DTS, a wholly owned subsidiary of Xperi Corp., announced the new DTS Play-Fi Headphones app, now available on iOS and coming to Android in early July, as a companion app to select DTS Play-Fi audio products. The new companion app allows DTS Play-Fi users to enjoy shared content via standard headphones while maintaining audio/video synchronization, expanding the possibilities of the wireless streaming technology originally intended for multi-room speakers.   Read More

RØDE Microphones Launches Videomic Me-L for Apple iOS Devices
At the Vidcon 2018 event, the online creators Expo, happening every year in Anaheim, CA, Australian pro audio manufacturer RØDE Microphones, announced the release of the new VideoMic Me-L microphone for iOS devices. The new VideoMic Me-L is the evolution of the VideoMic Me, which uses a standard 3.5 mm jack connector and proved to be extremely reliable and useful for anyone using a smartphone or DLSR camera to shoot video. Of course, since there's no more jack on current iPhones, RØDE designed the VideoMic Me-L with a Lightning connector.   Read More

Bose Launches Noise-Masking Sleepbuds Following Indiegogo Campaign
Apparently, a large percentage of the population is looking for a solution to be able to get more hours of quality sleep without hearing city noise, neighbors, or a snoring partner... So, you use earplugs, right? Well, not so fast. According to Bose, earplugs are not enough. You need an active system that fits in your ear comfortably when you are in bed and at least one of your ears is pressed against the pillow. That's why Bose designed the noise-masking Sleepbuds, launched its very first campaign on Indiegogo (amassing an impressive $450,320 USD), and has made it available worldwide.   Read More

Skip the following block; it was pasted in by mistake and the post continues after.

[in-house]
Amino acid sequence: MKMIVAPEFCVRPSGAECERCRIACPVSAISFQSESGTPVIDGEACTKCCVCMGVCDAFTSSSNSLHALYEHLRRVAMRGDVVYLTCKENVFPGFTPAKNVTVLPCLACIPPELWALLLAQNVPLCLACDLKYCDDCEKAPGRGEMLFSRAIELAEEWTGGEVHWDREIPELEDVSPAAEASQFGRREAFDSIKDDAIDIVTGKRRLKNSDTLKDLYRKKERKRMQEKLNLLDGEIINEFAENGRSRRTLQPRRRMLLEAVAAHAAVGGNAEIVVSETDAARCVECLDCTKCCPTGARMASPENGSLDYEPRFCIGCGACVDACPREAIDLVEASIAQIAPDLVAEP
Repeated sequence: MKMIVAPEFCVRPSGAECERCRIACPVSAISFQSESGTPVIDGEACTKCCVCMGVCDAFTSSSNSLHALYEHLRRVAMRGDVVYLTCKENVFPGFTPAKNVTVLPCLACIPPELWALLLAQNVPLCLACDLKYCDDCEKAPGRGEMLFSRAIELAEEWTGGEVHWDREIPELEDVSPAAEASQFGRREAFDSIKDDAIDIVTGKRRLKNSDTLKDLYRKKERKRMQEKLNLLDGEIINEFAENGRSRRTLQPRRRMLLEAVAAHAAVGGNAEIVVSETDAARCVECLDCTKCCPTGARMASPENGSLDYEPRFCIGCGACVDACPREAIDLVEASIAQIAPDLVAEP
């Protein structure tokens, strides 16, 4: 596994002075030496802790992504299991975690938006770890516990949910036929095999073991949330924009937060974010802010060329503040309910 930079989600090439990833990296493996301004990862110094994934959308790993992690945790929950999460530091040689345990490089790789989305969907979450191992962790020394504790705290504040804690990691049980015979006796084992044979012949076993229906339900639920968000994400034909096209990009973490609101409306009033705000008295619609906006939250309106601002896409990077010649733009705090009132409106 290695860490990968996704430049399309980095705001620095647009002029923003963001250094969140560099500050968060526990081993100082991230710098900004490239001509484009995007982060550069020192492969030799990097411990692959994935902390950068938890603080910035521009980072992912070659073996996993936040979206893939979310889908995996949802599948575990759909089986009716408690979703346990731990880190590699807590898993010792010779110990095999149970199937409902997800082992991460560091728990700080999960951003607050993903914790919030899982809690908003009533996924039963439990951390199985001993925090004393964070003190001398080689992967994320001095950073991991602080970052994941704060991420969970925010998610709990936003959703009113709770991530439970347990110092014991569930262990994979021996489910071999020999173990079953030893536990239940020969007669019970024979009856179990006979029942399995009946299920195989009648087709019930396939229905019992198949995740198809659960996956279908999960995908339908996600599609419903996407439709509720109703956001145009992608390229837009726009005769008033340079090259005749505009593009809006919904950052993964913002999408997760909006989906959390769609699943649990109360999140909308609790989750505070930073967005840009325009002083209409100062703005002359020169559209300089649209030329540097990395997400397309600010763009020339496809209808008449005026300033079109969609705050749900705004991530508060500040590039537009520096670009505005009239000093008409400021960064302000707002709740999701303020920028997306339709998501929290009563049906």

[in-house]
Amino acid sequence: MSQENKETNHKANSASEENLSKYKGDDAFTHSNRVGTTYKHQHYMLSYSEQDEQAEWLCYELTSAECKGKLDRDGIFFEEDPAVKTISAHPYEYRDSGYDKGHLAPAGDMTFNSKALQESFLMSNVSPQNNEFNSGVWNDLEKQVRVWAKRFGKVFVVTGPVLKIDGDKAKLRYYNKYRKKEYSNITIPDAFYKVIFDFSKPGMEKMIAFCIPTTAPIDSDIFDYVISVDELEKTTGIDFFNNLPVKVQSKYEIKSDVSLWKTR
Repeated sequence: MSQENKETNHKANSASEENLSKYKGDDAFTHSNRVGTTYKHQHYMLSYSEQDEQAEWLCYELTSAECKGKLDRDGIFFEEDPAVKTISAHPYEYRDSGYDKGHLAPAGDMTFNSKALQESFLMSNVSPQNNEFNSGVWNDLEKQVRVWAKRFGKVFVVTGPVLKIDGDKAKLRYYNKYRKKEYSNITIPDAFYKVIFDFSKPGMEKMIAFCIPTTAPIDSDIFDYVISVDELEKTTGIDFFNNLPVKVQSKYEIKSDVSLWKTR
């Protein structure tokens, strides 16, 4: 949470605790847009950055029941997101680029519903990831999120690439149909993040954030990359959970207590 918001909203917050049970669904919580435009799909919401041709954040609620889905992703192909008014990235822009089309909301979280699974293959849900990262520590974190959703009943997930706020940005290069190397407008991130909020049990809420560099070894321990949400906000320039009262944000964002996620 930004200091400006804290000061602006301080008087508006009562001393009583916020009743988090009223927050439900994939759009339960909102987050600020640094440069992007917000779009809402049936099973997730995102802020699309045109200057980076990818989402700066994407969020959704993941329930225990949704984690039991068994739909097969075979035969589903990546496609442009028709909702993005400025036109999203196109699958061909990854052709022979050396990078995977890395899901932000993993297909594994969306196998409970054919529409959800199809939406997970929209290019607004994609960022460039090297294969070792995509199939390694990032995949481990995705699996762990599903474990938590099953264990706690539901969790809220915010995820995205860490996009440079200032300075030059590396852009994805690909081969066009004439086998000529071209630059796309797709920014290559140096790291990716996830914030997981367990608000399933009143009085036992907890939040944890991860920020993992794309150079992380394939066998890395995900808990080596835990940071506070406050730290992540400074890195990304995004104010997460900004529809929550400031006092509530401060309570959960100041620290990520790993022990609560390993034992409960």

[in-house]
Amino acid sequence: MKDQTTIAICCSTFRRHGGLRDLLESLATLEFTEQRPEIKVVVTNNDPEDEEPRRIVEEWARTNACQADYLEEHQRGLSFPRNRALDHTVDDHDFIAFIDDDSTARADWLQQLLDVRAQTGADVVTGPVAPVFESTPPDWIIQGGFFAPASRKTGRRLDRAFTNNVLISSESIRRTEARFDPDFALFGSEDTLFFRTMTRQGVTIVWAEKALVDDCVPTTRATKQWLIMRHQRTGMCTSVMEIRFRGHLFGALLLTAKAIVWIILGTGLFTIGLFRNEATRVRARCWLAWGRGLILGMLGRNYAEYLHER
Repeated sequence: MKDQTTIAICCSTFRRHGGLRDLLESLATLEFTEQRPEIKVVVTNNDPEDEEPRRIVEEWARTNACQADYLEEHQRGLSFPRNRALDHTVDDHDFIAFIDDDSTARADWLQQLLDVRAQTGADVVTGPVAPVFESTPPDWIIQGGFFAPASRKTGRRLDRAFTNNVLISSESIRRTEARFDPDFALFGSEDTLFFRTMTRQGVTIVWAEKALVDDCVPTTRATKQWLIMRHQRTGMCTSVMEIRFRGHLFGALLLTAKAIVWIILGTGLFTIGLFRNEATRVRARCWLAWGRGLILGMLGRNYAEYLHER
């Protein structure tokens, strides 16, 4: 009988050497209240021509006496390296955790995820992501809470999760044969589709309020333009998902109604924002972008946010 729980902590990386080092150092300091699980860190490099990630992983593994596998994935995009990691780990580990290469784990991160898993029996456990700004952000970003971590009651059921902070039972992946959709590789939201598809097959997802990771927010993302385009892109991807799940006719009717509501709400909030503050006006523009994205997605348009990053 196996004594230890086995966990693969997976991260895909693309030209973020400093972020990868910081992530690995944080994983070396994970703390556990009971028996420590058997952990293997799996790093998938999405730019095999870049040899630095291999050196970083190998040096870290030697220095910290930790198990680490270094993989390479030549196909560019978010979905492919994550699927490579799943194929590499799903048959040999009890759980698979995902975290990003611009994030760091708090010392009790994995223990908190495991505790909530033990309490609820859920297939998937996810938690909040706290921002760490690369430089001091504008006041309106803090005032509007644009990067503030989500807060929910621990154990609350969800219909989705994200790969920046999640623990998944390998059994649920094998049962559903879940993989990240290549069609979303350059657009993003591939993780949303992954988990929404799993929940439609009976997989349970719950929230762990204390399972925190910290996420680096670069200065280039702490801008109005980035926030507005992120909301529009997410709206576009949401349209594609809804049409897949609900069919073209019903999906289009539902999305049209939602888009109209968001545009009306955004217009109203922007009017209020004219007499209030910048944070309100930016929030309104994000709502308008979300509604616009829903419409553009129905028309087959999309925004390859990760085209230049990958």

Editor's Desk

Apple Steps Up in Audio, in Case You Didn't Notice 

During these past weeks, while I enjoyed a short break of writing these weekly reports and could focus on our (nearly done) August 2018 Acoustics Special and the upcoming Speaker Special edition (September 2018), I dived into the many topics from recent industry events that are important for our own audio field.
I'll start with one of my favorite seasonal topics, Apple's annual Worldwide Developers Conference (WWDC). Compared to everything that was announced a year ago, when HomePod was being promoted and AirPlay 2 was announced, this year's edition seemed much less exciting.
But Apple did deliver on the promised AirPlay 2 update. As every audio developer knows, the original (2004) AirPlay technology had a tremendous impact on the industry and it frankly made consumers much more aware of the convenience of wireless streaming than any other industry attempt. To this day, I still think the impact of the technology was greater because of the video streaming and AirPlay Mirroring capabilities. I still remember the first time I instantly started to see a video from my iPhone relayed to my living room TV in impeccable HD quality (already more than 8 years ago...)! Or the convenience of setting up those Apple Airport Express devices in the house and being able to enjoy audio wherever we needed it. Anything else in that domain felt like "old news" compared to the simplicity and convenience that AirPlay brought (and Google Cast was still years away).